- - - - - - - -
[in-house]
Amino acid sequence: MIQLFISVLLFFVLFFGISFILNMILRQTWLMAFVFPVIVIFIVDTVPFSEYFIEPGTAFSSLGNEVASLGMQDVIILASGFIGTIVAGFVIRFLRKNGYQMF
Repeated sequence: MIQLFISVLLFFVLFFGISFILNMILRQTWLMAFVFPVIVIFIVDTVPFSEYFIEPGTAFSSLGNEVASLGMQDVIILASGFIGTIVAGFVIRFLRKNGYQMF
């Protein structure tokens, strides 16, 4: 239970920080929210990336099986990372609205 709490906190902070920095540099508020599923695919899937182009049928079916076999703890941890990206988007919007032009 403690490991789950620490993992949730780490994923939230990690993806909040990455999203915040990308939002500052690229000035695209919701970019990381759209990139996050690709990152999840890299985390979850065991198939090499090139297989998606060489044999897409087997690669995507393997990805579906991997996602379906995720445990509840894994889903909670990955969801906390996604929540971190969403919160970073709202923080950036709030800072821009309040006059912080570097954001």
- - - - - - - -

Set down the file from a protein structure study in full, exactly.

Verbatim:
[in-house]
Amino acid sequence: MIQLFISVLLFFVLFFGISFILNMILRQTWLMAFVFPVIVIFIVDTVPFSEYFIEPGTAFSSLGNEVASLGMQDVIILASGFIGTIVAGFVIRFLRKNGYQMF
Repeated sequence: MIQLFISVLLFFVLFFGISFILNMILRQTWLMAFVFPVIVIFIVDTVPFSEYFIEPGTAFSSLGNEVASLGMQDVIILASGFIGTIVAGFVIRFLRKNGYQMF
């Protein structure tokens, strides 16, 4: 239970920080929210990336099986990372609205 709490906190902070920095540099508020599923695919899937182009049928079916076999703890941890990206988007919007032009 403690490991789950620490993992949730780490994923939230990690993806909040990455999203915040990308939002500052690229000035695209919701970019990381759209990139996050690709990152999840890299985390979850065991198939090499090139297989998606060489044999897409087997690669995507393997990805579906991997996602379906995720445990509840894994889903909670990955969801906390996604929540971190969403919160970073709202923080950036709030800072821009309040006059912080570097954001």